2.50
Hdl Handle:
http://hdl.handle.net/2336/249371
Title:
Obesity and the risk of psoriatic arthritis: a population-based study.
Authors:
Love, Thorvardur Jon; Zhu, Yanyan; Zhang, Yuqing; Wall-Burns, Lindsay; Ogdie, Alexis; Gelfand, Joel M; Choi, Hyon K
Citation:
Ann. Rheum. Dis. 2012, 71(8):1273-7
Issue Date:
Aug-2012
Abstract:
Obesity is associated with an increased risk of psoriasis; however, its potential impact on the risk of psoriatic arthritis (PsA) remains unclear. To evaluate the association between body mass index (BMI) and the risk of PsA among patients with psoriasis from the general population. The authors conducted a cohort study using data from The Health Improvement Network, an electronic medical records database representative of the UK general population, collected between 1995 and 2010. The exposure of interest was the first BMI measured after psoriasis diagnosis and endpoints were incident cases of physician-diagnosed PsA. The authors estimated the RR of PsA after adjusting for age, sex, and histories of trauma, smoking and alcohol consumption. Among 75,395 individuals with psoriasis (43% male, mean follow-up of 5 years, and mean age of 52 years), 976 developed PsA (incidence rate, 26.5 per 10,000 person-years). The PsA incidence rates increased with increasing BMI. Compared with psoriasis patients with BMI <25 kg/m(2), the RRs for developing PsA were 1.09 (0.93-1.28) for BMIs from 25.0 to 29.9, 1.22 (1.02-1.47) for BMIs from 30.0 to 34.9 and 1.48 (1.20-1.81) for BMIs ≥35.0. In our secondary analysis among all individuals, regardless of psoriasis (~2 million), the corresponding multivariate RRs tended to be stronger (1.0, 1.17, 1.57, 1.96; p for trend <0.001). This general population study suggests that obesity is associated with an increased risk of incident PsA and supports the importance of weight reduction among psoriasis patients who often suffer from the metabolic syndrome and obesity.
Description:
To access full text version of this article. Please click on the hyperlink "View/open" at the bottom of this page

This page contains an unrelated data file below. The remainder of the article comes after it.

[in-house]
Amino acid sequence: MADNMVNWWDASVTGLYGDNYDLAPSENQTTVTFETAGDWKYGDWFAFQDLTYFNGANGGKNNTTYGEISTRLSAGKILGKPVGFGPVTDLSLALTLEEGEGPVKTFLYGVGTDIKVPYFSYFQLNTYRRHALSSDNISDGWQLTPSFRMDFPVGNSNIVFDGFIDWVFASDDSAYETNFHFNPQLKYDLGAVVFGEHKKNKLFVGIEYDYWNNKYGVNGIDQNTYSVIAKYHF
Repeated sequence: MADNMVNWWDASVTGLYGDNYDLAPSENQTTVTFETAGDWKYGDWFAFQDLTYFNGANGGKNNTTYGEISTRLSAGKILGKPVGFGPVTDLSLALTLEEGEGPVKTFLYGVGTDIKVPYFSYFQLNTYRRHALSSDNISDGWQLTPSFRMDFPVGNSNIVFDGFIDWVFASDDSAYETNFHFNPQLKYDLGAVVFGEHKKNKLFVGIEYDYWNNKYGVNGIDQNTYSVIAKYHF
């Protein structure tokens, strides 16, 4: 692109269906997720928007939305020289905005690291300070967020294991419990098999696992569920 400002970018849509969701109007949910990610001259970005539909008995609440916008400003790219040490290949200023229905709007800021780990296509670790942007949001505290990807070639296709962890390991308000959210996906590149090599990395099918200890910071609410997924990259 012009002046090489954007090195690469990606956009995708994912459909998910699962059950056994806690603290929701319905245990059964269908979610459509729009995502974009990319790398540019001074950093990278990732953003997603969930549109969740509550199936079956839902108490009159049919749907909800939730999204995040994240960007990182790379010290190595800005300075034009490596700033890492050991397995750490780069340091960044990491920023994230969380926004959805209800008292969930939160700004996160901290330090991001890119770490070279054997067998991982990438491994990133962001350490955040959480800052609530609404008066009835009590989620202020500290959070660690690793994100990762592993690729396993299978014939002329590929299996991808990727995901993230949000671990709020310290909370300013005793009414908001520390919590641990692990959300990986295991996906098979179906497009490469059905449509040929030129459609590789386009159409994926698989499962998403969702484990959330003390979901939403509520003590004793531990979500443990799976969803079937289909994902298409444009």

Additional Links:
http://dx.doi.org/10.1136/annrheumdis-2012-201299
Rights:
Archived with thanks to Annals of the rheumatic diseases

Full metadata record

DC FieldValue Language
dc.contributor.authorLove, Thorvardur Jonen_GB
dc.contributor.authorZhu, Yanyanen_GB
dc.contributor.authorZhang, Yuqingen_GB
dc.contributor.authorWall-Burns, Lindsayen_GB
dc.contributor.authorOgdie, Alexisen_GB
dc.contributor.authorGelfand, Joel Men_GB
dc.contributor.authorChoi, Hyon Ken_GB
dc.date.accessioned2012-10-18T11:38:58Z-
dc.date.available2012-10-18T11:38:58Z-
dc.date.issued2012-08-
dc.date.submitted2012-10-18-
dc.identifier.citationAnn. Rheum. Dis. 2012, 71(8):1273-7en_GB
dc.identifier.issn1468-2060-
dc.identifier.pmid22586165-
dc.identifier.doi10.1136/annrheumdis-2012-201299-
dc.identifier.urihttp://hdl.handle.net/2336/249371-
dc.descriptionTo access full text version of this article. Please click on the hyperlink "View/open" at the bottom of this pageen_GB
dc.description.abstractObesity is associated with an increased risk of psoriasis; however, its potential impact on the risk of psoriatic arthritis (PsA) remains unclear. To evaluate the association between body mass index (BMI) and the risk of PsA among patients with psoriasis from the general population. The authors conducted a cohort study using data from The Health Improvement Network, an electronic medical records database representative of the UK general population, collected between 1995 and 2010. The exposure of interest was the first BMI measured after psoriasis diagnosis and endpoints were incident cases of physician-diagnosed PsA. The authors estimated the RR of PsA after adjusting for age, sex, and histories of trauma, smoking and alcohol consumption. Among 75,395 individuals with psoriasis (43% male, mean follow-up of 5 years, and mean age of 52 years), 976 developed PsA (incidence rate, 26.5 per 10,000 person-years). The PsA incidence rates increased with increasing BMI. Compared with psoriasis patients with BMI <25 kg/m(2), the RRs for developing PsA were 1.09 (0.93-1.28) for BMIs from 25.0 to 29.9, 1.22 (1.02-1.47) for BMIs from 30.0 to 34.9 and 1.48 (1.20-1.81) for BMIs ≥35.0. In our secondary analysis among all individuals, regardless of psoriasis (~2 million), the corresponding multivariate RRs tended to be stronger (1.0, 1.17, 1.57, 1.96; p for trend <0.001). This general population study suggests that obesity is associated with an increased risk of incident PsA and supports the importance of weight reduction among psoriasis patients who often suffer from the metabolic syndrome and obesity.en_GB
dc.description.sponsorshipNIAMS P60AR047785 Boston University School of Medicineen_GB
dc.language.isoenen
dc.relation.urlhttp://dx.doi.org/10.1136/annrheumdis-2012-201299en_GB
dc.rightsArchived with thanks to Annals of the rheumatic diseasesen_GB
dc.subject.meshArthritis, Psoriaticen_GB
dc.subject.meshBody Mass Indexen_GB
dc.subject.meshCohort Studiesen_GB
dc.subject.meshComorbidityen_GB
dc.subject.meshDatabases, Factualen_GB
dc.subject.meshFemaleen_GB
dc.subject.meshHumansen_GB
dc.subject.meshIncidenceen_GB
dc.subject.meshMaleen_GB
dc.subject.meshMiddle Ageden_GB
dc.subject.meshObesityen_GB
dc.subject.meshPopulation Surveillanceen_GB
dc.subject.meshRisk Assessmenten_GB
dc.subject.meshUnited Statesen_GB
dc.titleObesity and the risk of psoriatic arthritis: a population-based study.en
dc.typeArticleen
dc.contributor.departmentDepartment of Science, Education, and Innovation, Landspitali University Hospital, Fossvogur, Reykjavik, Iceland.en_GB
dc.identifier.journalAnnals of the rheumatic diseasesen_GB
dc.rights.accessLandspitali Access - LSH-aðganguren
dc.type.categoryVMN, ónæmisfræðien_GB

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